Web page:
On a determinedly optimistic night in Chicago, the departing president offers a call to rebuild our trust in truth.
By David M. Perry
Barack Obama speaks during his farewell address in Chicago, Illinois, on January 10th, 2017. (Photo: Nicholas Kamm/AFP/Getty Images)
Barack Obama gave a farewell address tonight, trying to set a historical narrative in place that might withstand whatever Donald Trump brings with him. Every president thinks about his (and sadly still, it’s all his)legacy, but the historic nature of the Obama presidency has been determined — really overdetermined — since the moment he was elected.
To be a historian confronting the end of the Obama presidency is to recognize how much randomness came together in order to form this moment, even while knowing our understanding is imperfect. It wasn’t inevitable. Al Gore could have won. George W. Bush could have read the 9/11 memo. John Kerry could have retaliated differently against swift-boat slurs. Hillary Clinton could have competed differently for caucus states, then signed up Obama as her vice president. Trump’s win feels even more unlikely in the broad gaze of the possible, driven by humans making decisions, good and bad, misguided and resolute. Here we are.
It was 40 degrees and raining as the crowds made their way to McCormick Place, the giant convention center by the lake just to the south — but not on the South Side — of Chicago’s downtown. Winds whipping off the lake were blowing debris off a construction site onto the road, so several access points were closed long before security worried about escorting in a motorcade. As Chicago days in January go, the parking attendant remarked to me, at least we weren’t getting snow pouring onto Lake Shore Drive and shutting the whole thing down. Ten years a Chicagoan myself, I smiled and agreed that we were pretty lucky.
Here we are. The Obama era is over.
We were all trying to smile and pretend to feel lucky. Somewhere, we knew, Trump trolls were sitting by, ready to clink their mugs of Liberal Tears, so don’t let them see you cry. But then Eddie Vedder and the Chicago Children’s choir sang “People are the power,” and the rock star said, haltingly: “They can’t take back what this great man, what this great nation, has instilled in our hearts. I’m so proud my kids got to see that,” and the sadness of the cheers became audible. Next to me, a journalist remarked to a colleague, “People are the power, that was his message.” Past tense. Another: “I’m not ready.”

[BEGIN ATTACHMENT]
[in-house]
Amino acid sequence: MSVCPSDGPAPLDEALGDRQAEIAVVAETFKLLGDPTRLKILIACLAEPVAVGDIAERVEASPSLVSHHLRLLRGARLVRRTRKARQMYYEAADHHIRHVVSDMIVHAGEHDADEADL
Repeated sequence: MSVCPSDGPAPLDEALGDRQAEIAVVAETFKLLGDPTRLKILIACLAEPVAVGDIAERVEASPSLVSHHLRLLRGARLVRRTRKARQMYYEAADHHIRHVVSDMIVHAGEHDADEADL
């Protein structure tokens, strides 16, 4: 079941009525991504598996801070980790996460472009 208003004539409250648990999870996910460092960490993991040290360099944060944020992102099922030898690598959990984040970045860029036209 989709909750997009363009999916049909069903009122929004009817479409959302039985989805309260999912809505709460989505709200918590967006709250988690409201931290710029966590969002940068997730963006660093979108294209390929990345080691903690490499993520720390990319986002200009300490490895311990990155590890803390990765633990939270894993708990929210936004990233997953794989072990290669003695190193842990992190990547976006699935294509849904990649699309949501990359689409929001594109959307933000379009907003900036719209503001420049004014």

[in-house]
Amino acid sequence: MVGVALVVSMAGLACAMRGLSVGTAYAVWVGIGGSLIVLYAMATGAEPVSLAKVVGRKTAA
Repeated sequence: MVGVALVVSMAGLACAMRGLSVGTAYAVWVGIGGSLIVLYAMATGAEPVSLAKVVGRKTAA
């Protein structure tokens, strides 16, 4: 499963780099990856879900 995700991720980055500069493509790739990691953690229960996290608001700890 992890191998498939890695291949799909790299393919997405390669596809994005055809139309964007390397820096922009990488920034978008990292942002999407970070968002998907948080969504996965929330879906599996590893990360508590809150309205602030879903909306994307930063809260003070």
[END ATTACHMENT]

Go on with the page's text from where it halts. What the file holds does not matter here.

But here we are. The Obama era is over.
Obama knows it. He’s a realist. When the crowd tried drowning out a would-be heckler with cries of “four more years!,” Obama coolly replied, “I can’t do that.” And yet, the opening of the speech had power as he talked about the history of the American Dream. Within the cavernous room, the sound echoed as he drew diverse moments and groups into that history, citing the journeys along the Underground Railroad, the crossing of the Rio Grande, the storming of Omaha Beach. “Not that our nation has been flawless from the start,” he said, “but we’ve shown our capacity to change.”
The acoustics were not perfect, and so the president’s voice, filtered through the PA system, softened, and he took a more serious tone, almost conversational. It suited the moment, because he wasn’t urging Americans to vote, but to understand. Progress, he allowed, isn’t simple: “For every two steps forward, it feels we take one step back.” When he said, “We’re going to have to forge a new social compact,” the crowd cheered.
“Social compact,” especially when followed by an articulation of the ways racial differences erode class solidarity among struggling peoples, is not a phrasing I’ve heard from Obama, though he may have said it before. It resonates with the term, “social contract,” a concept with which Enlightenment philosophers struggled in their quest to explain how societies work, how they fail, and how we can do better. It offered a key to the speech, one that took it beyond the litany of accomplishments, acknowledgment of challenges, and endearments to his loved ones.
The whole speech was, in fact, fueled by echoes of the Enlightenment, or at least the Enlightenment as we imagine it now. He spoke of our founders’ approach to practical problem solving as being “born of the Enlightenment.” He implied that George Washington, too, feared the rise of propaganda and deceit as a core threat to American Democracy, citing that famous first farewell address. The Obama vision is one that “does not require conformity,” but does require honest engagement, debate, and “a basic sense of solidarity.” Here, too, he looked back, saying:
In his own farewell address, George Washington wrote that self-government is the underpinning of our safety, prosperity, and liberty, but “from different causes and from different quarters much pains will be taken … to weaken in your minds the conviction of this truth;” that we should preserve it with “jealous anxiety;” that we should reject “the first dawning of every attempt to alienate any portion of our country from the rest or to enfeeble the sacred ties” that make us one.
Meanwhile, one of the loudest roars of the night came at the simple declaration that “science and reason matter.”
We could do worse than pursue a new Enlightenment. We’ve already got the global chaos and seemingly intensifying partisan and cultural divisions. We may as well try and get some good philosophy predicated on individual liberty, religious tolerance, and good constitutional governance.